Desktop 3D printers, will be a tax on "makers" living in the early 21st century. Don't get me wrong, I will happily pay it. I am enthusiastic about open source 3D printers and HP. But, look at your toolbox. What is the best tool? The best hammer? For all use cases? I know you have a dream tool, an ultimate but is this the best tool for everyone, in all cases? Could you even imagine an ultimate hammer, a screwdriver? A tool that could do everything? A tool that could do everything better than every other tool, no matter how specialized? How about a factory that could make everything? More likely, but improbable. How about a service with lots of factories, could they make everything? More likely still but even they could not simultaneously be the best at pizazz and afford ability. They would have to make choices, choose a path. They would, Oh I don't know opt for building a service and a community instead of a machine. Indeed this is why I work at Shapeways. Because if a replicator comes on the market we will be the first to buy it. Because if the dream is to let everyone make everything the challenge is (counter intuitively) not one of machinery but rather one of infrastructure such as software, helpful community members, designers, scale and scope. There is a broad host of problems that we are tackling and this will be essential for making 3D printing mainstream. Confused, at this point during the diatribe? Trywin Command and Conquer with one unit. Try find a shirt that fits all your friends. Try find a shirt that everyone you've ever met will like (and no, not everyone likes the Wolf Moon shirt). To make everything is an almost insurmountable mountain of complexity, to let everyone make everything adds a plethora of pitfalls, to limit your solution to within the confines of a desk is delusion. A desktop 3D printer will for some use cases for some people provide a completely compelling way to make something of any shape less well than larger machines owned by people who have more space or money.
So why am I going to buy a desktop 3D printer at one point? Because its cool. I'm a 3D printing fan boy. I'm like one of those people with every Barbie, all the Pokemon, I'm compelled. And this is where my enthusiasm for the HP deal comes in. If enough people believe that desktop 3D printing will happen, then it will. This, like the internet in the 1990s. This is the: no matter what the economics and technical challenges are, if we all go nuts and act like lemmings we are capable of incredible achievements. The hysteria, millions of people working towards the same goal, billions more to go into things like boo.com, dark fiber, data centers, coders, code, software, routers and the marketing, PR and news that brought everyone to the internet. The internet became a frenzy, a self fulling prophecy that defied any economic logic. Anything that brings people closer to believing that desktop 3D printing is inevitable, is great. Because a massive investment of time and money in one thing, in one dream, is bound to do amazing things.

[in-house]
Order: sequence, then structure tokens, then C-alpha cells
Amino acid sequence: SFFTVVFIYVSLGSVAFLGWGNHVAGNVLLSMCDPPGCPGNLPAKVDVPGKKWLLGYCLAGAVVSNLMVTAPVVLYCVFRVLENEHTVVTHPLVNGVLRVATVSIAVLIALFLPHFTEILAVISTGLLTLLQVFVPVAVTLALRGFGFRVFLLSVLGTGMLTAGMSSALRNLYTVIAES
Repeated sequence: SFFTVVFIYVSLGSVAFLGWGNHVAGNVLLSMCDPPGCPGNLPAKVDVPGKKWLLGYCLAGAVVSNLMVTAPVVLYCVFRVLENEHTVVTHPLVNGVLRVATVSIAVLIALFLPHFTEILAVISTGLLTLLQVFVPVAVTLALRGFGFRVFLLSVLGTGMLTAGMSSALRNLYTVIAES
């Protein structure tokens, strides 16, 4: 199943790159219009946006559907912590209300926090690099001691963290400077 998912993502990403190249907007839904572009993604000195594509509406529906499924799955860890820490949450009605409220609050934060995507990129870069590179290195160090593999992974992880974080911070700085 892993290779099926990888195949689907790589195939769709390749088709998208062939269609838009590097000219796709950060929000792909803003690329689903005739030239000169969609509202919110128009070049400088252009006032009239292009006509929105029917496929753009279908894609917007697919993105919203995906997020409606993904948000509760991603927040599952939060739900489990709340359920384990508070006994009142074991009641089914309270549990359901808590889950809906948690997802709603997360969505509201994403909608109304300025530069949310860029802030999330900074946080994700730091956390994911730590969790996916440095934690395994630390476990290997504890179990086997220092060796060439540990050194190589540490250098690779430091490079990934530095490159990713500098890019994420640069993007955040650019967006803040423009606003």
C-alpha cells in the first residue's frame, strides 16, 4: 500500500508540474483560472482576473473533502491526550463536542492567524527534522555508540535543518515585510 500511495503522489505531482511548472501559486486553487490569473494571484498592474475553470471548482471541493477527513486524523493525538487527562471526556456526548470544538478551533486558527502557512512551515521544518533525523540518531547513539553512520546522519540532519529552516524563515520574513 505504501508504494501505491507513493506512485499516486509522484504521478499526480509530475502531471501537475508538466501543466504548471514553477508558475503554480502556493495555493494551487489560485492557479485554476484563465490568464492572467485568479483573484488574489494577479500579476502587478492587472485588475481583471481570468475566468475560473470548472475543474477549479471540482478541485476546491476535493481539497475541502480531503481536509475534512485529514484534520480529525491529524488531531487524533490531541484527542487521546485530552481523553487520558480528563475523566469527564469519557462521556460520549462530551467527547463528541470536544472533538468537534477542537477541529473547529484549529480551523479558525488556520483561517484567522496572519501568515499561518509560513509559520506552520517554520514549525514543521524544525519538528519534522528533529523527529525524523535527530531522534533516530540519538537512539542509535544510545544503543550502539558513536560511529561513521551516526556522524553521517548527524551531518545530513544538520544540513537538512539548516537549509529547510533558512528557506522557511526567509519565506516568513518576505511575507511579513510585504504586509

But..you started this talking about pizza? Yes, I did and may I congratulate you on your perseverance as well as thank you for it, in this part of the story.
If I asked you about the pizza industry you might think that all companies that made pizza compete with each other. They don't. Each slice is consumed by different people for different reasons. Yes, there could be overlap. I could buy a Pizza at night because I'm too lazy to fire up my pizza oven or order one from this one place because they have flavors or ingredients I don't have. But, essentially these companies do not and will not derive significant gains or losses in revenues from these other pizza category companies. These companies would not thrive or fail if they did well or badly as compared to or in opposition to the overall pizza market. Each of their futures will be determined by different tactical and strategic choices and in competition with different players. Even if the market was saturated, they would not predominantly compete. Domino's is more worried about McDonalds than fine dining. The "build your own wood fired oven" pizza people actually compete more with hot tubs, hobbies & vacations more than the other categories.
Shapeways aims to be Dominos of 3D printing. The guys at RepRap & Make@Home are the "build your own pizza oven crowd." Stratasys, Objet, Zcorp, 3D systems and EOS are the professional pizza oven retailers. Makerbot is a unique hybrid of the two. 3D printing service bureaus such as Materialise are the fine dining restaurants. We all would like to offer the ultimate in production technology. We all would love to have or sell the ultimate replication machine. If there is an internet-like hype we might all get the chance, eventually. But, our energies are wasted in competing across categories.